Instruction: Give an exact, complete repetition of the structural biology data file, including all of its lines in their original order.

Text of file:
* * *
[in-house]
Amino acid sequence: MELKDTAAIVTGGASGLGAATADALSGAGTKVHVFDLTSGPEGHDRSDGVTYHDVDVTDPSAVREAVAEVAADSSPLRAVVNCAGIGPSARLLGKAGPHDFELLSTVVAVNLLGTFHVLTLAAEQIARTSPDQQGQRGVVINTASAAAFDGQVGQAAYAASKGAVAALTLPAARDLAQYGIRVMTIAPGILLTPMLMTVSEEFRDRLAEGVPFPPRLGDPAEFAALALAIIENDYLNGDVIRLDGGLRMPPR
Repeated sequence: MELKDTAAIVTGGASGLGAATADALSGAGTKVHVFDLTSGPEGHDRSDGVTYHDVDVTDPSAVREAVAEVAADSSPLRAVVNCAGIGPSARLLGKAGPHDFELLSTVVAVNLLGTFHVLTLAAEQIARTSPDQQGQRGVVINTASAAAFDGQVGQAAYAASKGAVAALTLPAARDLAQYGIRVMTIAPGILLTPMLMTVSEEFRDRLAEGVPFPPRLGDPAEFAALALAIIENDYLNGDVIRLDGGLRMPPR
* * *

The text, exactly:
[in-house]
Amino acid sequence: MELKDTAAIVTGGASGLGAATADALSGAGTKVHVFDLTSGPEGHDRSDGVTYHDVDVTDPSAVREAVAEVAADSSPLRAVVNCAGIGPSARLLGKAGPHDFELLSTVVAVNLLGTFHVLTLAAEQIARTSPDQQGQRGVVINTASAAAFDGQVGQAAYAASKGAVAALTLPAARDLAQYGIRVMTIAPGILLTPMLMTVSEEFRDRLAEGVPFPPRLGDPAEFAALALAIIENDYLNGDVIRLDGGLRMPPR
Repeated sequence: MELKDTAAIVTGGASGLGAATADALSGAGTKVHVFDLTSGPEGHDRSDGVTYHDVDVTDPSAVREAVAEVAADSSPLRAVVNCAGIGPSARLLGKAGPHDFELLSTVVAVNLLGTFHVLTLAAEQIARTSPDQQGQRGVVINTASAAAFDGQVGQAAYAASKGAVAALTLPAARDLAQYGIRVMTIAPGILLTPMLMTVSEEFRDRLAEGVPFPPRLGDPAEFAALALAIIENDYLNGDVIRLDGGLRMPPR